The United States is incentivizing and pushing to expand the number of Black male teachers. But, how important is it really to recruit more Black male educators? Why? And what will this new approach to recruitment do for your children’s future?
Teacher Demographics: Are There Enough Black Teachers?
When we look at teacher demographics in the United States, it becomes abundantly clear that white teachers dominate the profession.
In fact, data on US teacher demographics displayed that in the years 2017-2018, a massive 79percent of teachers were white. That’s a decrease from the years 1999-2000, where 84 percent were white, but the change isn’t as monumental as we’d hoped. A 5 percent increase simply isn’t good enough.
This is worsened still when you view the demographics for Black teachers, which has actually decreased. In 1999-2000, a small 8 percent of teachers in the USA were Black. In 2017-2018, it dipped a percentage to 7 percent.
Consider that there are 130,930 public and private K-12 schools in the U.S, and you’ll realize that there’s a good chance most children will have never been taught by a Black educator.
Teacher Demographics: Are There Enough Male Teachers?
In terms of gender, in 2017-2018, 76 percent of public school teachers were female, while 24 percent were male. Specifically, there was a deficient percentage of male teachers at the elementary school level — a minuscule 11 percent.
So, when we combine these statistics, it becomes abundantly clear: There are not enough Black male educators. Period.
Why Children Need to Be Taught by Black Male Teachers
The reality is that this article is not about the teacher. Quite the contrary, despite them being the focus of the piece. Instead, the importance is on the children.
Studies have demonstrated that having a Black male teacher — specifically between third and fifth grade — lowers the dropout rate among Black male students by a whopping 30 percent.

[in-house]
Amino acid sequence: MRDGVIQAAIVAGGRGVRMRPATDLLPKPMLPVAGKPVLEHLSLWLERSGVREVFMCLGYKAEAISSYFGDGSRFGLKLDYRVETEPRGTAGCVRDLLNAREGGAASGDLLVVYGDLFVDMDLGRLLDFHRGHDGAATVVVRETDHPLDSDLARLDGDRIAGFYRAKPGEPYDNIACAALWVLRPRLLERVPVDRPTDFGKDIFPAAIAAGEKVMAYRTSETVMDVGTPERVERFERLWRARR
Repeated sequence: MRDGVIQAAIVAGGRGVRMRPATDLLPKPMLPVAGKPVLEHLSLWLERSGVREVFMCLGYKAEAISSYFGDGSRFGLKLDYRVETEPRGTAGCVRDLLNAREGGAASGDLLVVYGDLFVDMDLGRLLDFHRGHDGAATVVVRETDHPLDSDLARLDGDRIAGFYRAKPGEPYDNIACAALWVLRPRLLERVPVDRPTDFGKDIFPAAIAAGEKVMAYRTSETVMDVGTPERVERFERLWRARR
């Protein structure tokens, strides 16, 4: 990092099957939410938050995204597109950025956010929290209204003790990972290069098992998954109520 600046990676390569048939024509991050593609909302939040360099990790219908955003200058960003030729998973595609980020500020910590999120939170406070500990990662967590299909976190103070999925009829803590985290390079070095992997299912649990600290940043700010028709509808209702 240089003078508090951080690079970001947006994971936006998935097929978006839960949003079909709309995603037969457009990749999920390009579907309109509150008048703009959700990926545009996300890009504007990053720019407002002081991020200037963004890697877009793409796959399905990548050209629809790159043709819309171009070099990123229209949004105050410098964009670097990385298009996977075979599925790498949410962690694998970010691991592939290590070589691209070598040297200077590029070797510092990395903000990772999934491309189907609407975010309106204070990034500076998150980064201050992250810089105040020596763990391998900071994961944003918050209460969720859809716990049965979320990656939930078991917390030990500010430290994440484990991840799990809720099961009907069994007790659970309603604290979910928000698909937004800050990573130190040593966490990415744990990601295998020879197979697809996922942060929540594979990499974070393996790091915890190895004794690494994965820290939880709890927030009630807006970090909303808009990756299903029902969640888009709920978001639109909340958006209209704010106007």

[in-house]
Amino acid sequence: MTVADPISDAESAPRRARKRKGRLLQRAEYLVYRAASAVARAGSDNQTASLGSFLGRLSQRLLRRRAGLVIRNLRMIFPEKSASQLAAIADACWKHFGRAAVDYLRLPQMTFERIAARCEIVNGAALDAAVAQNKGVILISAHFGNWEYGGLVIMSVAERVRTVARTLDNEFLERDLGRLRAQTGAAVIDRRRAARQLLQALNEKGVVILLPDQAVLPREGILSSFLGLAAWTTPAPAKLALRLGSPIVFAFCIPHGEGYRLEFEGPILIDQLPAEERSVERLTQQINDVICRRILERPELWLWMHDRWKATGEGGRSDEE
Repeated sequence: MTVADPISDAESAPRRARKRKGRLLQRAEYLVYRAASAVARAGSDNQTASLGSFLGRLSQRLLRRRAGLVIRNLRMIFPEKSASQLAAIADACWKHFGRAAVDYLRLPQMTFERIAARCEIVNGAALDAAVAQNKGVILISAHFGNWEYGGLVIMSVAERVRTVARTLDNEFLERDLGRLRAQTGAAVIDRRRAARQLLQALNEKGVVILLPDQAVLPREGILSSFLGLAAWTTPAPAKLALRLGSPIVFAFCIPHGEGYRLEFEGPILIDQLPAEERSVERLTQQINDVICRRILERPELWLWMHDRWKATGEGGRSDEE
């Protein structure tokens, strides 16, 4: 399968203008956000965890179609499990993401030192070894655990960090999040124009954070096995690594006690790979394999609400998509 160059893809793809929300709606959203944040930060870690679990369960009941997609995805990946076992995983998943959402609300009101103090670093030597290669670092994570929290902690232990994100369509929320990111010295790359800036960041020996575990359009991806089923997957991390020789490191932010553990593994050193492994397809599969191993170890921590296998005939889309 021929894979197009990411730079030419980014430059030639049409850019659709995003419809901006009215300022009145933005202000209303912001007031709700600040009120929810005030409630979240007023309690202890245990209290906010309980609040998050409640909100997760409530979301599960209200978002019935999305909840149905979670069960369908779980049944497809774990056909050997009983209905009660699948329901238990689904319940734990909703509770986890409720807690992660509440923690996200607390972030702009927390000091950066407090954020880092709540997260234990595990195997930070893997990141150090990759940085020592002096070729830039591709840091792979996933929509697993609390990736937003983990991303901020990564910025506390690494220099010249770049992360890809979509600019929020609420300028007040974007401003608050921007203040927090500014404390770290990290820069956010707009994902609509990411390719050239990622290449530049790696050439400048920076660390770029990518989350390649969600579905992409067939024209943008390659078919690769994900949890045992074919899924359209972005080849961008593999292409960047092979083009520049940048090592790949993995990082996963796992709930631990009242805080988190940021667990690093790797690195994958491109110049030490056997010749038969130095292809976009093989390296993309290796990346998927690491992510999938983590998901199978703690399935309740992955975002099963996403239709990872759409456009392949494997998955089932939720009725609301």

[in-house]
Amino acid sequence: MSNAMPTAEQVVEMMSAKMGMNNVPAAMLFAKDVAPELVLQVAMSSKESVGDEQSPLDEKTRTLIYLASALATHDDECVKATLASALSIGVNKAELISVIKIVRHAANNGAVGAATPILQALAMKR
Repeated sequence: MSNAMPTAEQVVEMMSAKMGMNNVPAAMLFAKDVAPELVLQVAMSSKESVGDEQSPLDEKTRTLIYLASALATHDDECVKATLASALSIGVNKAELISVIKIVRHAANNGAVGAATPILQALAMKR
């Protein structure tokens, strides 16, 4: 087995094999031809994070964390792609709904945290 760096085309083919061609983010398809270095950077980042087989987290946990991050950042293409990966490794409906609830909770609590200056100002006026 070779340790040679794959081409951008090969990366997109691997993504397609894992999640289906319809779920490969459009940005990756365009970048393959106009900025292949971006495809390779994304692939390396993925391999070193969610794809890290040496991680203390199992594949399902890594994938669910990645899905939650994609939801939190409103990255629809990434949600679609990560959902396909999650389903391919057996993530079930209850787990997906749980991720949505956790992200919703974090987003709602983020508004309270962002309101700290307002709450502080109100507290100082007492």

Further, it increases the chances of Black students finding motivation and aspiration to attend higher education. Now, suppose for a moment that 100 percent of that 30 percent that didn’t drop out became teachers. They would then inspire the next generation; thus, the dropout rate would reduce more and more as time went by.
It’s a snowball effect that can, quite literally, change the world as we know it.
Schools Should Recruit Black Male Educators for Their Student’s Future
The world has changed. We’re more accepting. We embrace culture. We preach about the importance of diversification and unity all at once. But we still have so far to go.
Why not begin this journey in our classrooms? It’s a sure place to filter upwards throughout generations.
We’re not saying that Black male educators are “better” than any other great teacher dedicated to improving their students’ lives. We are saying that, specifically for Black male students who have the highest rate of dropping out of full-time education, there’s an undeniable positive impact of being taught by Black male educators. These teachers are people who they feel they can relate to and not feel dismissed or pushed aside.
So, it’s time to prioritize Black students who have felt discriminated against for centuries. It’s time to give them a positive role model. We all know that, during the course of their career, teachers can affect thousands of lives. Black pupils deserve that same impact. By recruiting men of color, you allow Black students to feel understood. That sense of understanding will translate into academic progress, ensuring the world changes for the better every day that child attends school.